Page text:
·
Registered
Joined
·
1,321 Posts
Rubber dampens forces - ie reshapes them, smoothing out peaks a bit. The overall forces are the same. You engine or suspension creates a force. The geometry of of what holds things "still", say your engine, does not change, so the proportion of what each part holds doe not change significantly. Smoothing out peaks may be important in terms of fatigue.

Stand on a pieces of rubber on a scale. Does the rubber change the force you body applies to the scale? Account for the weight of the rubber, you would see you weigh the same with out without it - because the force does not change just because there is a piece of rubber between the scale and you.
You understand that rubber or poly will either absorb or transmit force to their respective attachment points based on their durometer rating right. In other words the engine for example applies the same amount of force, but depending on the stiffness of the mount actual movement will vary as will the force applied to the chassis side of the mount. This is significant for example because in the case of the GR's which are known to have a weak attachment point on the firewall. Adding any extra force to the pitch mount attachment point may increase the likely hood of a failure in the firewall sheet metal. A stiff pitch mount and stock engine mounts no longer share the load equally. The engine mounts have more compliance. They will let the engine deflect more than a stiffer mount. The poly pitch mount will not comply as much so the same amount of movement will transfer more force over an OEM pitch mount.

You're talking about one point of contact. I'm talking about multiple points of contact in a system. You're talking about a static load and I'm talking about a dynamic load.
 

·
Premium Member
Joined
·
5,285 Posts
You understand that rubber or poly will either absorb or transmit force to their respective attachment points based on their durometer rating right.
anything absorbing the energy in motion is actually transforming that energy into heat. How much heat do bushings create? Rubber is not a great conductor of heat so if energy transformation is occuring they will be hot. Are they?

In other words the engine for example applies the same amount of force, but depending on the stiffness of the mount actual movement will vary as will the force applied to the chassis side of the mount. This is significant for example because in the case of the GR's which are known to have a weak attachment point on the firewall. Adding any extra force to the pitch mount attachment point may increase the likely hood of a failure in the firewall sheet metal.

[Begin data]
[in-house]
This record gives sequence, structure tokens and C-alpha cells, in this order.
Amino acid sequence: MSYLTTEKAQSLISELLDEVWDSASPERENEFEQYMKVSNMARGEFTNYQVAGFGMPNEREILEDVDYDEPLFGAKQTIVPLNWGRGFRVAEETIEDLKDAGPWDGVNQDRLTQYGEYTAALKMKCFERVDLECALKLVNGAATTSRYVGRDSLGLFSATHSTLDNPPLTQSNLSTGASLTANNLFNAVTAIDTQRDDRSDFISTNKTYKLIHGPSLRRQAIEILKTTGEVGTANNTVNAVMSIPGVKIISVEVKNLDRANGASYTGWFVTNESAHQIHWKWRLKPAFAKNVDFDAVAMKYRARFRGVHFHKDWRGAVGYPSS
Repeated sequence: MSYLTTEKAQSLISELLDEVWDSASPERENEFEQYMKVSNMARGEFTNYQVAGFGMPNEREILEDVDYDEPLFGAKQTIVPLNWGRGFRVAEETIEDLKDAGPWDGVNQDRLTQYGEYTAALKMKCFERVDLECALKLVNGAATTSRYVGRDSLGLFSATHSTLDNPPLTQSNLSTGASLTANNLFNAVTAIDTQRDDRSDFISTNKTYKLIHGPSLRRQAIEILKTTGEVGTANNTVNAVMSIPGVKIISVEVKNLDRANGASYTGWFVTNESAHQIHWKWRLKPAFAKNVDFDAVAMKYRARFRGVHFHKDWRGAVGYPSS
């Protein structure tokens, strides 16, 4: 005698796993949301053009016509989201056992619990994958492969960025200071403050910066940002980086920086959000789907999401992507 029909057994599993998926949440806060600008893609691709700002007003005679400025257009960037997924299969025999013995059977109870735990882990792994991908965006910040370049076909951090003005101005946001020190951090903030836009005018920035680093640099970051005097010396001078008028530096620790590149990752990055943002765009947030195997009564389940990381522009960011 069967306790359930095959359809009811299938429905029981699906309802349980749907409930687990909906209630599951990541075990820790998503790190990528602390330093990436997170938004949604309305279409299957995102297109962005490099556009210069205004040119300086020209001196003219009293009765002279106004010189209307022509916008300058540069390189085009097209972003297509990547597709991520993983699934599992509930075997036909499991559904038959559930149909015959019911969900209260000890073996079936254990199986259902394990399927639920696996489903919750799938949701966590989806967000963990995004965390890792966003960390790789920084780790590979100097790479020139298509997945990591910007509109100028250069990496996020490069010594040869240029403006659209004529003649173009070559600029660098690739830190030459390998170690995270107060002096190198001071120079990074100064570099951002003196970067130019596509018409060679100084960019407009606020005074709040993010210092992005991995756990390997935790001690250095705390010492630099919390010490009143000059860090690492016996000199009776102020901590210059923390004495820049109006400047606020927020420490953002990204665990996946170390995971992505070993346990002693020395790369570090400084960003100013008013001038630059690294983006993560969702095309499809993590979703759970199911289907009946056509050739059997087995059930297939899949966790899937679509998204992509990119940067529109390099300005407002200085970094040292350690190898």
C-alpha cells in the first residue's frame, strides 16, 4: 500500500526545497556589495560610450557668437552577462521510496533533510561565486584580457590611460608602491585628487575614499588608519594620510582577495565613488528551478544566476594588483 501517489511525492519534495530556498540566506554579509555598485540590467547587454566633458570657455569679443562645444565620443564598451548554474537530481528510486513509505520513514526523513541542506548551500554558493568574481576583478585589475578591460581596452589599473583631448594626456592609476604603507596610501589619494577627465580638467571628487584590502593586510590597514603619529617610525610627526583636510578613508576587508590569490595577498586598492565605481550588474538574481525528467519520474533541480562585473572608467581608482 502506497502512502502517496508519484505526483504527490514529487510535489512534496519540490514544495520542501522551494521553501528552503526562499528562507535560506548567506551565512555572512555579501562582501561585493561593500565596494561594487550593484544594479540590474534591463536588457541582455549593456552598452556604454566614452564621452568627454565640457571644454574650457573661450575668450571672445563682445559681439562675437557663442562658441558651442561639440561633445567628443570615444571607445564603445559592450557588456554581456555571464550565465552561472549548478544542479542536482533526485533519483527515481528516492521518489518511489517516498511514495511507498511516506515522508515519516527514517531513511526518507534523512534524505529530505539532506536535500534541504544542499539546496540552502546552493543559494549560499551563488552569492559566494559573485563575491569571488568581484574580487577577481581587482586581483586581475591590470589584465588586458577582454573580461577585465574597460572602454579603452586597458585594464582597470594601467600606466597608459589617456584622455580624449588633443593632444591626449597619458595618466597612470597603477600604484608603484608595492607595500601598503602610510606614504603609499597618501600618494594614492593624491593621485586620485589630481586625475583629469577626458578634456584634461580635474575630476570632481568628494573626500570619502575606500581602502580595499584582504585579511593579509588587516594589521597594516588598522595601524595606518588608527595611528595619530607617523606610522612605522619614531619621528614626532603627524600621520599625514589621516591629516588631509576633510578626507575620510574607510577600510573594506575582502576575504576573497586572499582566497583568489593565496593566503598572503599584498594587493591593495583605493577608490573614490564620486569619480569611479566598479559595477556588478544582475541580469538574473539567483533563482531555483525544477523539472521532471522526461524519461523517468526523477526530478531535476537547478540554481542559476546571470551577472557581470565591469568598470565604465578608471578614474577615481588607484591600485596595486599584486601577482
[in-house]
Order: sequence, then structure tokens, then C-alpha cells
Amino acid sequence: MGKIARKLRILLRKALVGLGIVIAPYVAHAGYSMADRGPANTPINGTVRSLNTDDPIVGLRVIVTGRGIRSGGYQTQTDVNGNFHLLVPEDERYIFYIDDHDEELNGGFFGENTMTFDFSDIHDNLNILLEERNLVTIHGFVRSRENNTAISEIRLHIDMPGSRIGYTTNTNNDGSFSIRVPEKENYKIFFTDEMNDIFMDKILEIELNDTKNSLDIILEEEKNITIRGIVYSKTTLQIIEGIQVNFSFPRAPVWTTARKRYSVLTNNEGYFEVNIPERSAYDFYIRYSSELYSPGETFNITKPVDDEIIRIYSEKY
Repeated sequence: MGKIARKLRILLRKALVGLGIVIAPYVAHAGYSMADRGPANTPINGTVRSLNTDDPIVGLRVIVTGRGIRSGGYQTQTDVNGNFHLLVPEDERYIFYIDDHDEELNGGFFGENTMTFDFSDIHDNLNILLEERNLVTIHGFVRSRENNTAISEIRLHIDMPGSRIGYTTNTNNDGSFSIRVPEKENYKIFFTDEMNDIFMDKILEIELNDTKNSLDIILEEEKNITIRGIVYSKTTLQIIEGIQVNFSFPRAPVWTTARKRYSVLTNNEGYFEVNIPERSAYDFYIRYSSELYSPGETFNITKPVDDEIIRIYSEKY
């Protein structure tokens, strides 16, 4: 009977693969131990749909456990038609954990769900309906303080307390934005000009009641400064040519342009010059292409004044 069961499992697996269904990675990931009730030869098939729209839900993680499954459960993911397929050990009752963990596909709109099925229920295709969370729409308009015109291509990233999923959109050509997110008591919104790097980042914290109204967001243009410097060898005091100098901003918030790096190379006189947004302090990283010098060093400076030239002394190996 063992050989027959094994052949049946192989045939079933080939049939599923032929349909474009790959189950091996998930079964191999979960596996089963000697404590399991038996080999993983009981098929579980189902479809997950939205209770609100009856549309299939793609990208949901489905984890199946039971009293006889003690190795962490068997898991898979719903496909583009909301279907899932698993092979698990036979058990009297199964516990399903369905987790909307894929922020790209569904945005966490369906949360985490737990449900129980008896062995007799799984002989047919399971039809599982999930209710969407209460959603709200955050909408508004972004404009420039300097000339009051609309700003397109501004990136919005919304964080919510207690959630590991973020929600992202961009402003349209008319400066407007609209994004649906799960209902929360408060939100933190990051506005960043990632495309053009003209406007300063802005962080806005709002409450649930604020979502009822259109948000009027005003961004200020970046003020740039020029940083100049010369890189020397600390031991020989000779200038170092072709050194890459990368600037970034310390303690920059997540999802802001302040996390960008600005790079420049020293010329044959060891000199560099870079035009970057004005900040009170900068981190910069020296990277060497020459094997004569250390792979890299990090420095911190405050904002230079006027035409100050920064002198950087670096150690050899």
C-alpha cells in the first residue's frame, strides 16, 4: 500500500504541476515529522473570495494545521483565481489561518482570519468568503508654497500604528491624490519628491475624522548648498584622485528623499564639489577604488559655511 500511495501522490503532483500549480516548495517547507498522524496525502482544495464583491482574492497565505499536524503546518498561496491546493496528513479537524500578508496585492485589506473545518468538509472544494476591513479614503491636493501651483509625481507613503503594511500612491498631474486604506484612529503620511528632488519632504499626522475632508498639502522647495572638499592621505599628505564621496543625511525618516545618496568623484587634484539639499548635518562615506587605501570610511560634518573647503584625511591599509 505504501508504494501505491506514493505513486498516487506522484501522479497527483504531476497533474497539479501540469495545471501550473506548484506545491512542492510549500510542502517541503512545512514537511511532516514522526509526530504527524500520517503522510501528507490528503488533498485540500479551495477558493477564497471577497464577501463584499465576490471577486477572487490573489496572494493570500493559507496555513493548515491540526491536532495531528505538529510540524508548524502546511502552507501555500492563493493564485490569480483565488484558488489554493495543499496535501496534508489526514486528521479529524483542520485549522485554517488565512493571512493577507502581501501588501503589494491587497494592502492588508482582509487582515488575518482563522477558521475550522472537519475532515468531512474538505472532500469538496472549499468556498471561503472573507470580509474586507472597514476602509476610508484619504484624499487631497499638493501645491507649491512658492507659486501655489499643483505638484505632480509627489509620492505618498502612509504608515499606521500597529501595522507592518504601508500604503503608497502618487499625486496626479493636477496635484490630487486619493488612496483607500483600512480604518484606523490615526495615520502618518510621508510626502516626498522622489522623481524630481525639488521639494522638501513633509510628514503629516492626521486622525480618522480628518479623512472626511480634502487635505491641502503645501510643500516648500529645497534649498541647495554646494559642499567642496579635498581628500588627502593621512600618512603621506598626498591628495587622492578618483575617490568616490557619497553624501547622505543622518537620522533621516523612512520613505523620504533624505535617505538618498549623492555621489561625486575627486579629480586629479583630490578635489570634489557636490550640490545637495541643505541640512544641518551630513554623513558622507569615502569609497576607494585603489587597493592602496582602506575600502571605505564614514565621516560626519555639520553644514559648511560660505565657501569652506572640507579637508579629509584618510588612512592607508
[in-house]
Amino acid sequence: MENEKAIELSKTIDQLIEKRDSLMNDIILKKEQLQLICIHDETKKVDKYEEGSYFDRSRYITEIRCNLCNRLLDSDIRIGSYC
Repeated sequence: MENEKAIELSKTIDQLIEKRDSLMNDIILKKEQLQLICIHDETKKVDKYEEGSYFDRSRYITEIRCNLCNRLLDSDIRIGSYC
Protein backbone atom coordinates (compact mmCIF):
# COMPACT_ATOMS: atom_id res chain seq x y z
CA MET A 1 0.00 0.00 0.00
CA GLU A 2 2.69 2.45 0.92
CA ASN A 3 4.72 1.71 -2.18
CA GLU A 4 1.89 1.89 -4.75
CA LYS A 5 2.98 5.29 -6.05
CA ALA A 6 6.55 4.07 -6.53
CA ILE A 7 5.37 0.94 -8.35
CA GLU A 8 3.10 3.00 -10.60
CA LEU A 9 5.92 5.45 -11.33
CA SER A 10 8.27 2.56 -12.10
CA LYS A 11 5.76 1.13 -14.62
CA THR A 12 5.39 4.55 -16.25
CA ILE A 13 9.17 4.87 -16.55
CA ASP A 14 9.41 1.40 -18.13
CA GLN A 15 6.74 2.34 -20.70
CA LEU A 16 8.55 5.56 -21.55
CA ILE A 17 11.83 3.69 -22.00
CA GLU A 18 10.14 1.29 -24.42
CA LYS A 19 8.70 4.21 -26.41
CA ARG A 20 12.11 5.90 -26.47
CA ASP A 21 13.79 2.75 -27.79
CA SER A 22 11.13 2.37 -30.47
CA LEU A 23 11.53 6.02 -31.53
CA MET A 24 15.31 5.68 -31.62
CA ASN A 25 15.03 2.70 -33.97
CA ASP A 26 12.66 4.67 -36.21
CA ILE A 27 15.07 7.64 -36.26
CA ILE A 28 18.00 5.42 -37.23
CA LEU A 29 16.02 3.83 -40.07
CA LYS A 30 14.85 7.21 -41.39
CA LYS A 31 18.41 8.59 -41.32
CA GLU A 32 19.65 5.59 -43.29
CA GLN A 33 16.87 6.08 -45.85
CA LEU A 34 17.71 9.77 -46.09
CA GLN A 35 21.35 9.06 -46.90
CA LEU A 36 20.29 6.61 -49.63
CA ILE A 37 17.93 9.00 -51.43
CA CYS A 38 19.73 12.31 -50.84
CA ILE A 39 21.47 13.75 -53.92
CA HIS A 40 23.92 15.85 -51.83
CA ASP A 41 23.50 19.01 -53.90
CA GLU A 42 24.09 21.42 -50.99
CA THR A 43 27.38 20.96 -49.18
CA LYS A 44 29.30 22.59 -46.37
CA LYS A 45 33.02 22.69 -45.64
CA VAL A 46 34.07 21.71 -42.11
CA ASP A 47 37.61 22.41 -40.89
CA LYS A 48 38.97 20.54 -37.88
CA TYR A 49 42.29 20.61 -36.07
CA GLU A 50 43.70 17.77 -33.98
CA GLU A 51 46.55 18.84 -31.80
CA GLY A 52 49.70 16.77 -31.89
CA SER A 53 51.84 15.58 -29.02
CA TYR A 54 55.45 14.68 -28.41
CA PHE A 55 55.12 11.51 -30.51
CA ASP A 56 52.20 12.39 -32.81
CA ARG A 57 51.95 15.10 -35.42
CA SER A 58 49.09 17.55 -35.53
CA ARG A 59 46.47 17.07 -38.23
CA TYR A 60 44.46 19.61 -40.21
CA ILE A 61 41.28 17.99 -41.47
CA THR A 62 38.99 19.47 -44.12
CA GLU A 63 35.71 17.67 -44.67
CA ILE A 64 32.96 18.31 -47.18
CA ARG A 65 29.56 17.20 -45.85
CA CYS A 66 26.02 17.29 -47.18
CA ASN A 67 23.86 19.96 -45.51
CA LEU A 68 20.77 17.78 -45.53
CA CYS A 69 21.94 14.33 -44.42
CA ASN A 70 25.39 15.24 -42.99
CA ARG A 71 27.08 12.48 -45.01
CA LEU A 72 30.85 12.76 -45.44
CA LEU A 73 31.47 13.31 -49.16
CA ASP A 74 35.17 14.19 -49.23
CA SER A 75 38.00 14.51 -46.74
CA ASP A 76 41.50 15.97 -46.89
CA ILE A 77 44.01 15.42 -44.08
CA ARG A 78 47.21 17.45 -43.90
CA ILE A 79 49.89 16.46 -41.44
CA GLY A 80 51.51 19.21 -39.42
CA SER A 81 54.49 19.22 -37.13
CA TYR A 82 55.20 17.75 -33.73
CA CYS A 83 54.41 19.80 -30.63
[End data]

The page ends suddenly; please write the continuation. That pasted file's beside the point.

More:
We agree here


A stiff pitch mount and stock engine mounts no longer share the load equally.
They "share" the loads almost completely according to their geometry. That isn't changing significantly despite movement at one end or both.

The engine mounts have more compliance. They will let the engine deflect more than a stiffer mount. The poly pitch mount will not comply as much so the same amount of movement will transfer more force over an OEM pitch mount.
Bushings may be modeled as a spring deflecting over time slowing the rise and fall of the force - say on the firewall though a pitch stop. They do not heat up dissipating energy. They dissipate an inconsequential amount, they return almost all of it as they deflect back their original position.

Interestingly force dampening at any point of contact or location has the geometrically proportioned affect on all the other points in the system! [ADDED: Think of a see-saw - put dampening pad under the ends. If unequally weighted, and either end impacts the ground, both ends are slowed by the dampening at the lower end.] So, increasing the durometer of a bushing lessens dampening "felt" everywhere! Yes doing so can cause fatigue.

But if high forces are present (from abuse and/or high torque) there will be much deflection. When during that deflection the full somewhat linear portion of the spring action is used (IE the bushing is crushed), then until the force is lessened it will no longer contribute to further damping. Then a harder bushing would certainly have been appropriate. It will not provide as much dampening over an equal range of force, but it will be contributing at higher forces, and may well have greater overall effect when higher forces are present.